Because Hayes placed his focus on the Roman Catholic view of purgatory rather than hell, his view does not fit within the scope of the book’s objective. Hayes, like Pinnock, has the deepest desire to believe that the previous two arguments—both of which stand on the interpretation of eternal punishment—is too harsh of a loving God. However, unlike Pinnock’s view of annihilation, purgatory is where those who die with unfinished lives can be purified. Hayes still argues that this purification is by no means pleasant but not eternal, and his Roman Catholic theology dictates that it is not the final destination. Unfortunately, much support for his stance must come from Apocryphal writings and Catholic tradition rather than the Cannon accepted by the protestant faith.
Pinnock’s argument, while interesting and compassionate, offers the greatest threat to the traditional view of hell and, more significantly, the approach to scriptural interpretation and generally accepted theological methods. He seems ready to look for the most acceptable view rather than the one most fully supported by Scripture. At one point, he writes, “Unfortunately, according to these doughty Princetonians, millions still get tortured forever even under their generous scenario. We need something better than that.” At another point, Pinnock says, “Theology sometimes needs reforming; maybe it needs reforming in the matter that lies before us. I believe it does and invite the reader to consider the possibility as a thought experiment.” He even asks, “Why do evangelicals who freely changed old traditions in the name of the Bible refuse to adamantly even to consider changing this one?” Pinnock’s concern is that people are not reading their Bibles because of the doctrine of hell, and therefore the doctrine is becoming a stumbling block. He sees a non-profitable doctrine that needs an overhaul to regain a comfortable position again. He writes,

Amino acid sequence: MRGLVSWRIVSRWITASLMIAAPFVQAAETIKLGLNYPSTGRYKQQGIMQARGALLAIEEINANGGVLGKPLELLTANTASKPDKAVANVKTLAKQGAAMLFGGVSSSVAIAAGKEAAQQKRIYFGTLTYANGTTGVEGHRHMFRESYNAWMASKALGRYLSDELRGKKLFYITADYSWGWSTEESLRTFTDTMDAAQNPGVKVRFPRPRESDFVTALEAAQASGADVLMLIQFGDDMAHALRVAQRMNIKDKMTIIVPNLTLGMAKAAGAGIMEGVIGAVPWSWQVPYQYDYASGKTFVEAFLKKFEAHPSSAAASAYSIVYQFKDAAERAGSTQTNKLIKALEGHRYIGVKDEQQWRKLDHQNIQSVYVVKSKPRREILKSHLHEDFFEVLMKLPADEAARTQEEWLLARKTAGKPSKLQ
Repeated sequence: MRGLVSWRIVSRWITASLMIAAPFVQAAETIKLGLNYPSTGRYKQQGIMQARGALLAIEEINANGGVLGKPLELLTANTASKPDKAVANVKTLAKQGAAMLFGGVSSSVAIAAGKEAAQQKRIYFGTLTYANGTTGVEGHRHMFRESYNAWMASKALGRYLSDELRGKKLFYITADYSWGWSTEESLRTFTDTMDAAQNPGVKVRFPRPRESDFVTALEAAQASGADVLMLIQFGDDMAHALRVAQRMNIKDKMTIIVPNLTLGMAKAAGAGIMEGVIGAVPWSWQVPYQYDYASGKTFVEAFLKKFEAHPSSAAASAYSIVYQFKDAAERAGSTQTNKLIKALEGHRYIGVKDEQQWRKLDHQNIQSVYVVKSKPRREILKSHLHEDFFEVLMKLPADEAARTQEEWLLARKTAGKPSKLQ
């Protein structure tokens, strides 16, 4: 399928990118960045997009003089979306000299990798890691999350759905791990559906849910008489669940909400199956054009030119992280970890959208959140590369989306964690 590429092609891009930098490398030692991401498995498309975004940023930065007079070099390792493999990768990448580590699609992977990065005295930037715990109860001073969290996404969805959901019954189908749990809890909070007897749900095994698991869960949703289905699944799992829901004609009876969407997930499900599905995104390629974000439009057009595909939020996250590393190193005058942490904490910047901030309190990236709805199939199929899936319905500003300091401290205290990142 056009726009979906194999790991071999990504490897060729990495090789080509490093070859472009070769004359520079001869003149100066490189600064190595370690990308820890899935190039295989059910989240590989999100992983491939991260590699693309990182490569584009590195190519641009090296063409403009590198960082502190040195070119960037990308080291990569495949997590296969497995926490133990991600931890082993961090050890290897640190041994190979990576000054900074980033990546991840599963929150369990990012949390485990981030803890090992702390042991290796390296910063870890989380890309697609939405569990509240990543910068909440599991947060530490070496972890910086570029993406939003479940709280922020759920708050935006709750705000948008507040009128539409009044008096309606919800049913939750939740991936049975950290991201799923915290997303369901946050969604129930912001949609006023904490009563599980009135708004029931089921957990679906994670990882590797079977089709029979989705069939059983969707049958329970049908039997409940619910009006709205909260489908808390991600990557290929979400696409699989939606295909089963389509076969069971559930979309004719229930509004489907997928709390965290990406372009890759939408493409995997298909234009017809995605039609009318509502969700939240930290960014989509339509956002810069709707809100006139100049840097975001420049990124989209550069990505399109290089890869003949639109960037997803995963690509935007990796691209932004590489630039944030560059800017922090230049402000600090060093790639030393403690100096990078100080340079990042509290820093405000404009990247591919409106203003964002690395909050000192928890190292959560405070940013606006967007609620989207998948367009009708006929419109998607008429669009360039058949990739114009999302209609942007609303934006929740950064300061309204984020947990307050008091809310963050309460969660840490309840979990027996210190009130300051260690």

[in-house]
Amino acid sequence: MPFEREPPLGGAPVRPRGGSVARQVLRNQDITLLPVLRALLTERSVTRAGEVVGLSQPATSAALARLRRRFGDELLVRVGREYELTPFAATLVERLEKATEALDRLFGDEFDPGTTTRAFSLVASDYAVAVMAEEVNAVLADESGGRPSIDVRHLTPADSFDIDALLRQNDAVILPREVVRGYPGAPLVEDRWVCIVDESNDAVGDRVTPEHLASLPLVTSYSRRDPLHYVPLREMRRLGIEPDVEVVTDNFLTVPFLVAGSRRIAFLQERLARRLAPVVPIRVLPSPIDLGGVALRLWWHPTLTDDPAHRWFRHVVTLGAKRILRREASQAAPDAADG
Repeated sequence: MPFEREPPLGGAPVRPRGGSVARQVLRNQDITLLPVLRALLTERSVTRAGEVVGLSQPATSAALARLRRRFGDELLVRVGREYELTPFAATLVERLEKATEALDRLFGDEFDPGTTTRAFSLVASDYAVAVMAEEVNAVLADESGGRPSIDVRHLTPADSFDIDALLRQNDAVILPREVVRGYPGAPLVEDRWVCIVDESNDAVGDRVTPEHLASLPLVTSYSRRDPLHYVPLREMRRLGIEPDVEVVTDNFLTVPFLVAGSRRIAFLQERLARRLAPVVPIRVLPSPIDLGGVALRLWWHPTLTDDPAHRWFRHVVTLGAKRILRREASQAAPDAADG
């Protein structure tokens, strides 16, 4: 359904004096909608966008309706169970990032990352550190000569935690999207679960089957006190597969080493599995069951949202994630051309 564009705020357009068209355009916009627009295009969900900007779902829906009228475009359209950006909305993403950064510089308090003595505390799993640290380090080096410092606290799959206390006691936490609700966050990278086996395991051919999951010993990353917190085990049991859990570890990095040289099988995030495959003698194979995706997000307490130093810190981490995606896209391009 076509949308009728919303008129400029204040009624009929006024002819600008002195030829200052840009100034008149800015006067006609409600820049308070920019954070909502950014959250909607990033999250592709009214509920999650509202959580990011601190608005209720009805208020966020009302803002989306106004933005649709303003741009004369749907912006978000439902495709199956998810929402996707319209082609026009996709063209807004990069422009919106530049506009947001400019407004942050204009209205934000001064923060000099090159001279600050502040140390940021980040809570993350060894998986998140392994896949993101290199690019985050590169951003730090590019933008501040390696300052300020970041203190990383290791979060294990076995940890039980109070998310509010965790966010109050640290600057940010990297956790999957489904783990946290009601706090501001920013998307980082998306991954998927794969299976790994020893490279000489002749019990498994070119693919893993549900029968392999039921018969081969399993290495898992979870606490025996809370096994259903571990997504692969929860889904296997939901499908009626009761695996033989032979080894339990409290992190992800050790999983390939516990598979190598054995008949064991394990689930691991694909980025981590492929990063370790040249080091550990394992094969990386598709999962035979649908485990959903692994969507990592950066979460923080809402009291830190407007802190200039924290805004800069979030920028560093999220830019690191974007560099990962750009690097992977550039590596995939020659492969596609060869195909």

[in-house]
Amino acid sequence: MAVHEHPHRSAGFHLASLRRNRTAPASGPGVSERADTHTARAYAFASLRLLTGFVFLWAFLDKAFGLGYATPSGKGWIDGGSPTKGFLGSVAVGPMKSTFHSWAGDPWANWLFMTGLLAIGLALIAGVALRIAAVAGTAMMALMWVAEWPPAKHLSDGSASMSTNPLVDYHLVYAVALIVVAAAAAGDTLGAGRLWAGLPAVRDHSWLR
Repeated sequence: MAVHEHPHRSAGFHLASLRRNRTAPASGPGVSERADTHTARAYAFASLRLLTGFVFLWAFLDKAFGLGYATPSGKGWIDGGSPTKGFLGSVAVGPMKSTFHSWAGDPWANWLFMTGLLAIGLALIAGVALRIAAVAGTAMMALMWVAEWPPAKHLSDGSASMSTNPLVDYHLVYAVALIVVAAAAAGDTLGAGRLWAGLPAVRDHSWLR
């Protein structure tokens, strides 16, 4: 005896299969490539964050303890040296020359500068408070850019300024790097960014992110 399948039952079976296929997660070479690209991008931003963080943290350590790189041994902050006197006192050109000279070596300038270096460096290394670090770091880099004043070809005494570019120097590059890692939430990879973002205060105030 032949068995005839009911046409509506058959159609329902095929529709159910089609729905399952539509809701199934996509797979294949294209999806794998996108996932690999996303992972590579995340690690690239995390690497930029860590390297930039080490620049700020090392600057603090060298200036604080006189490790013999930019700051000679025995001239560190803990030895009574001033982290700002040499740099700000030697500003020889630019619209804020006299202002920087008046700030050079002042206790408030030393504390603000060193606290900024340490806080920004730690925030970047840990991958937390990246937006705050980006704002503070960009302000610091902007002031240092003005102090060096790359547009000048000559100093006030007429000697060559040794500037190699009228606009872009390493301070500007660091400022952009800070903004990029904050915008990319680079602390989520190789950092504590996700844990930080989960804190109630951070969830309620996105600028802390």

It is conceivable that the position I am advancing on the nature of hell is most adequate not only in terms of exegesis and theological, rational coherence, as I hope to prove, but also better in its potential actually to preserve the doctrine of hell for Christian eschatology. For given the silence attending the traditional view today even among its supporters, the whole idea of hell may be about to disappear unless a better interpretation can be offered about its nature.So, if given the opportunity to revise the doctrine of hell, what is it that Pinnock is proposing? Using a short-supply of biblical passages, some extra-biblical religious writing, and the work of a number of church fathers, Pinnock argues for a hell where people suffer and are punished but eventually are extinguished. This, he contends, is more in line with a god of love. While the counterarguments of the three other positions hold a great deal of respect for Pinnock’s view, they still content that it fails to take into consideration the larger body of biblical evidence.
*I have no material connection to this book. This post was, in its entirety or in part, originally written in seminary in partial fulfillment of a M.Div. It may have been redacted or modified for this website.